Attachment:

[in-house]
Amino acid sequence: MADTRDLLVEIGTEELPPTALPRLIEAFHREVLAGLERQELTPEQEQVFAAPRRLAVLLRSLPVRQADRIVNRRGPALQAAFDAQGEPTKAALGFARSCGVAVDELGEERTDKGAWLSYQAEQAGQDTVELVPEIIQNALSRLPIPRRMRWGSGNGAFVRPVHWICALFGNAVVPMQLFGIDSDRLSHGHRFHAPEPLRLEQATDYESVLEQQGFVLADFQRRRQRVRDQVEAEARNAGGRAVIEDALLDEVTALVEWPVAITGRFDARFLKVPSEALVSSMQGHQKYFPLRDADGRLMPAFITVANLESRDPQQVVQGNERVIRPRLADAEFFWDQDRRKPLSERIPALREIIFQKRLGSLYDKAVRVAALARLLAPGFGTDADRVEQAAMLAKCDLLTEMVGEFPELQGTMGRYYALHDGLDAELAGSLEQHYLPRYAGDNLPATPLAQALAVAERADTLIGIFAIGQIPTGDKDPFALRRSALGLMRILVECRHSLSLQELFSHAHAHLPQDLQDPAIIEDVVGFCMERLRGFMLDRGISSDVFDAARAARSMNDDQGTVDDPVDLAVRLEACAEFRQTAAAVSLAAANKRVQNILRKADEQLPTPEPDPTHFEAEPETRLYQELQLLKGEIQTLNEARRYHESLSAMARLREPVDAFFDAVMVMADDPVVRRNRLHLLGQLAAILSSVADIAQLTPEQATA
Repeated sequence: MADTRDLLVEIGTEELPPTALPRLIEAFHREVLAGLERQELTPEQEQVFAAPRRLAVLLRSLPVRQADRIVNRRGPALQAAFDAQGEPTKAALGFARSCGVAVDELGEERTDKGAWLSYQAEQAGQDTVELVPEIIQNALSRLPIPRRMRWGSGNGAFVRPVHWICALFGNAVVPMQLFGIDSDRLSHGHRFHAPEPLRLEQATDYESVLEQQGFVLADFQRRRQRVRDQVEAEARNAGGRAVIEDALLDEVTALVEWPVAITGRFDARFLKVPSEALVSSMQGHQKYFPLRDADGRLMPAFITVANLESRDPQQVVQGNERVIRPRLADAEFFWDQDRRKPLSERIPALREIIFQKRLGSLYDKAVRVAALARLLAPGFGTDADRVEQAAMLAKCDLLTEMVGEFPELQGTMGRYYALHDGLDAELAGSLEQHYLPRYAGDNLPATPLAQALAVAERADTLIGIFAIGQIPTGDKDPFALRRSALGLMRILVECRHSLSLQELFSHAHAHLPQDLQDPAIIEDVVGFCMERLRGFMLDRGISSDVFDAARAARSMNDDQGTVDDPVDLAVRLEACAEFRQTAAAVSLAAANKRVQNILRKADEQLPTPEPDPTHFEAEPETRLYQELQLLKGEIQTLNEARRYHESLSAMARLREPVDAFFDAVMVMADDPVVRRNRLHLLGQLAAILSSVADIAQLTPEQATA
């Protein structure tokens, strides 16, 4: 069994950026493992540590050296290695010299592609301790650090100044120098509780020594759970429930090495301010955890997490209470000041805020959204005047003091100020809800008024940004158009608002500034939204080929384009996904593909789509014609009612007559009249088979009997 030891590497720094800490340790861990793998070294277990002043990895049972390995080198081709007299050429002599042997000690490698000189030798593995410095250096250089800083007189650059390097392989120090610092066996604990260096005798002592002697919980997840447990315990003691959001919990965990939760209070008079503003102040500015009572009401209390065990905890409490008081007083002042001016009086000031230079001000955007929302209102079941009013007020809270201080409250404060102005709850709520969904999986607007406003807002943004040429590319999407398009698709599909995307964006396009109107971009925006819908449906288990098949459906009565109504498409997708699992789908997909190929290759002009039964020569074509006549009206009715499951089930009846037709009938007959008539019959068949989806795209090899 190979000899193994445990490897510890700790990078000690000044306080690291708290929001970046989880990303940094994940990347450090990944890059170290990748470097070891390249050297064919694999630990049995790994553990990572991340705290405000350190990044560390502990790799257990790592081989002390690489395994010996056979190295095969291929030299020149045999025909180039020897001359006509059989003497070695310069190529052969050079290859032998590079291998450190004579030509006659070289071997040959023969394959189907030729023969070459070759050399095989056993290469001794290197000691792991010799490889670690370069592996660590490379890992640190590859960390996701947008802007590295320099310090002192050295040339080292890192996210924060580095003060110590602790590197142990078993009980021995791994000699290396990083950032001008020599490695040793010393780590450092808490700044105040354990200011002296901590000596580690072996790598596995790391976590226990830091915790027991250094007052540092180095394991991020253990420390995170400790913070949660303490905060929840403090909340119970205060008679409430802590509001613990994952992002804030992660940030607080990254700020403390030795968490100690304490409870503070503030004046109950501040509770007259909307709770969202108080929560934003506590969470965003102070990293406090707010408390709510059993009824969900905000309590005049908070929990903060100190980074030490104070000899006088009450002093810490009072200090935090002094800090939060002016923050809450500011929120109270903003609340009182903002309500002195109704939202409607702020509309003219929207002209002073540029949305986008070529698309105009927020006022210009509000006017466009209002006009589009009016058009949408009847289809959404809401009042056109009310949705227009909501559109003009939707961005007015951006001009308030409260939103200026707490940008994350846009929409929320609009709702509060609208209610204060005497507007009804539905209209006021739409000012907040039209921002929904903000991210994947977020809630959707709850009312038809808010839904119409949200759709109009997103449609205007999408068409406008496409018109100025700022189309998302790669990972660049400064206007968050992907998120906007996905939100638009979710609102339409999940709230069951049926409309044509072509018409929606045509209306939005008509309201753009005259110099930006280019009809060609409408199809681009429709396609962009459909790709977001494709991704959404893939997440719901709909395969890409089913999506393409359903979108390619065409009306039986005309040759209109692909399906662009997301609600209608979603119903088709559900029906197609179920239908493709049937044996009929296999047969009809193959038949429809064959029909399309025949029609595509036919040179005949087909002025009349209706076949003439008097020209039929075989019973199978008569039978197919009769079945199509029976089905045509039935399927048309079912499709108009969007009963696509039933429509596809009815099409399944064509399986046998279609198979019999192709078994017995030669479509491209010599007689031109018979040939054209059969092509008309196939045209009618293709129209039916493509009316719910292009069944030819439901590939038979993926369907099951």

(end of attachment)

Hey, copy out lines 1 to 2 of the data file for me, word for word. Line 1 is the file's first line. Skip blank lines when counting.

[in-house]
Amino acid sequence: MADTRDLLVEIGTEELPPTALPRLIEAFHREVLAGLERQELTPEQEQVFAAPRRLAVLLRSLPVRQADRIVNRRGPALQAAFDAQGEPTKAALGFARSCGVAVDELGEERTDKGAWLSYQAEQAGQDTVELVPEIIQNALSRLPIPRRMRWGSGNGAFVRPVHWICALFGNAVVPMQLFGIDSDRLSHGHRFHAPEPLRLEQATDYESVLEQQGFVLADFQRRRQRVRDQVEAEARNAGGRAVIEDALLDEVTALVEWPVAITGRFDARFLKVPSEALVSSMQGHQKYFPLRDADGRLMPAFITVANLESRDPQQVVQGNERVIRPRLADAEFFWDQDRRKPLSERIPALREIIFQKRLGSLYDKAVRVAALARLLAPGFGTDADRVEQAAMLAKCDLLTEMVGEFPELQGTMGRYYALHDGLDAELAGSLEQHYLPRYAGDNLPATPLAQALAVAERADTLIGIFAIGQIPTGDKDPFALRRSALGLMRILVECRHSLSLQELFSHAHAHLPQDLQDPAIIEDVVGFCMERLRGFMLDRGISSDVFDAARAARSMNDDQGTVDDPVDLAVRLEACAEFRQTAAAVSLAAANKRVQNILRKADEQLPTPEPDPTHFEAEPETRLYQELQLLKGEIQTLNEARRYHESLSAMARLREPVDAFFDAVMVMADDPVVRRNRLHLLGQLAAILSSVADIAQLTPEQATA